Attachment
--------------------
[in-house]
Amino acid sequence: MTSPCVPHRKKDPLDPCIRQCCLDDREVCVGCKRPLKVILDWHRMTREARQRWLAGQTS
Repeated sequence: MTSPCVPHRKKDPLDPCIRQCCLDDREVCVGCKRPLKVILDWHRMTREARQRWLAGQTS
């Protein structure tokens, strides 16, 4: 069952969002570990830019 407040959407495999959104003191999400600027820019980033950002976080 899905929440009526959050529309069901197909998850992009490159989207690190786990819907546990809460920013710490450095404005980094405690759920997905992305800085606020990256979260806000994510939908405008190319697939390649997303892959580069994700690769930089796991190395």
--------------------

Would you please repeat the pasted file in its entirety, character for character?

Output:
[in-house]
Amino acid sequence: MTSPCVPHRKKDPLDPCIRQCCLDDREVCVGCKRPLKVILDWHRMTREARQRWLAGQTS
Repeated sequence: MTSPCVPHRKKDPLDPCIRQCCLDDREVCVGCKRPLKVILDWHRMTREARQRWLAGQTS
């Protein structure tokens, strides 16, 4: 069952969002570990830019 407040959407495999959104003191999400600027820019980033950002976080 899905929440009526959050529309069901197909998850992009490159989207690190786990819907546990809460920013710490450095404005980094405690759920997905992305800085606020990256979260806000994510939908405008190319697939390649997303892959580069994700690769930089796991190395």